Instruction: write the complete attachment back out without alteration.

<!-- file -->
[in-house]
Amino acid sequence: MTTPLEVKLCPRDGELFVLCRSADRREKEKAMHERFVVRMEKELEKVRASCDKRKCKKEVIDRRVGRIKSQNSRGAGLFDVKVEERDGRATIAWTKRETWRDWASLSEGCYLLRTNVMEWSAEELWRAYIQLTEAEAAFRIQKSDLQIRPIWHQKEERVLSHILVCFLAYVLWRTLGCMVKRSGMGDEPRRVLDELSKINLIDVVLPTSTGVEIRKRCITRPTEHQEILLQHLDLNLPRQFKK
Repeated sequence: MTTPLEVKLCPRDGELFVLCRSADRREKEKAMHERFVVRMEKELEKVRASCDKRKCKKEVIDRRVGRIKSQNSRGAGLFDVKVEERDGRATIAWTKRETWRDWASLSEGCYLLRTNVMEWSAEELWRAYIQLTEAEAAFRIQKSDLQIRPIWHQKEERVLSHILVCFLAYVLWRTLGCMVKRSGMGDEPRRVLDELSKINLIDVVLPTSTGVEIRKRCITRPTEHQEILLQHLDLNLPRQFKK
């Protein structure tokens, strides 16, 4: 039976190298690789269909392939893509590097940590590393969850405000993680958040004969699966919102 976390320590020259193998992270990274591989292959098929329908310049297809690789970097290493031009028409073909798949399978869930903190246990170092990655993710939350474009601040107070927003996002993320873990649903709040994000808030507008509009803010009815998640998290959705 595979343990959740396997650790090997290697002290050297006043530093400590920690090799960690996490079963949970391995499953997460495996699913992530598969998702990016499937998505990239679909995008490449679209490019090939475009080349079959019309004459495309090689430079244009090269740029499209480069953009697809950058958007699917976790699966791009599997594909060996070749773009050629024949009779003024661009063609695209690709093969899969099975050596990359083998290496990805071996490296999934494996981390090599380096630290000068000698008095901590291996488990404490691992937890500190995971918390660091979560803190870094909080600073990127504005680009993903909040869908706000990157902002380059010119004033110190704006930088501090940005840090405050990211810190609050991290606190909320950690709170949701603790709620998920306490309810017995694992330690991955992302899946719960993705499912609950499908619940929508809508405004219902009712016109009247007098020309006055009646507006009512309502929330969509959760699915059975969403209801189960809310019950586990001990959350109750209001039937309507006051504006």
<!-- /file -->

[in-house]
Amino acid sequence: MTTPLEVKLCPRDGELFVLCRSADRREKEKAMHERFVVRMEKELEKVRASCDKRKCKKEVIDRRVGRIKSQNSRGAGLFDVKVEERDGRATIAWTKRETWRDWASLSEGCYLLRTNVMEWSAEELWRAYIQLTEAEAAFRIQKSDLQIRPIWHQKEERVLSHILVCFLAYVLWRTLGCMVKRSGMGDEPRRVLDELSKINLIDVVLPTSTGVEIRKRCITRPTEHQEILLQHLDLNLPRQFKK
Repeated sequence: MTTPLEVKLCPRDGELFVLCRSADRREKEKAMHERFVVRMEKELEKVRASCDKRKCKKEVIDRRVGRIKSQNSRGAGLFDVKVEERDGRATIAWTKRETWRDWASLSEGCYLLRTNVMEWSAEELWRAYIQLTEAEAAFRIQKSDLQIRPIWHQKEERVLSHILVCFLAYVLWRTLGCMVKRSGMGDEPRRVLDELSKINLIDVVLPTSTGVEIRKRCITRPTEHQEILLQHLDLNLPRQFKK
């Protein structure tokens, strides 16, 4: 039976190298690789269909392939893509590097940590590393969850405000993680958040004969699966919102 976390320590020259193998992270990274591989292959098929329908310049297809690789970097290493031009028409073909798949399978869930903190246990170092990655993710939350474009601040107070927003996002993320873990649903709040994000808030507008509009803010009815998640998290959705 595979343990959740396997650790090997290697002290050297006043530093400590920690090799960690996490079963949970391995499953997460495996699913992530598969998702990016499937998505990239679909995008490449679209490019090939475009080349079959019309004459495309090689430079244009090269740029499209480069953009697809950058958007699917976790699966791009599997594909060996070749773009050629024949009779003024661009063609695209690709093969899969099975050596990359083998290496990805071996490296999934494996981390090599380096630290000068000698008095901590291996488990404490691992937890500190995971918390660091979560803190870094909080600073990127504005680009993903909040869908706000990157902002380059010119004033110190704006930088501090940005840090405050990211810190609050991290606190909320950690709170949701603790709620998920306490309810017995694992330690991955992302899946719960993705499912609950499908619940929508809508405004219902009712016109009247007098020309006055009646507006009512309502929330969509959760699915059975969403209801189960809310019950586990001990959350109750209001039937309507006051504006």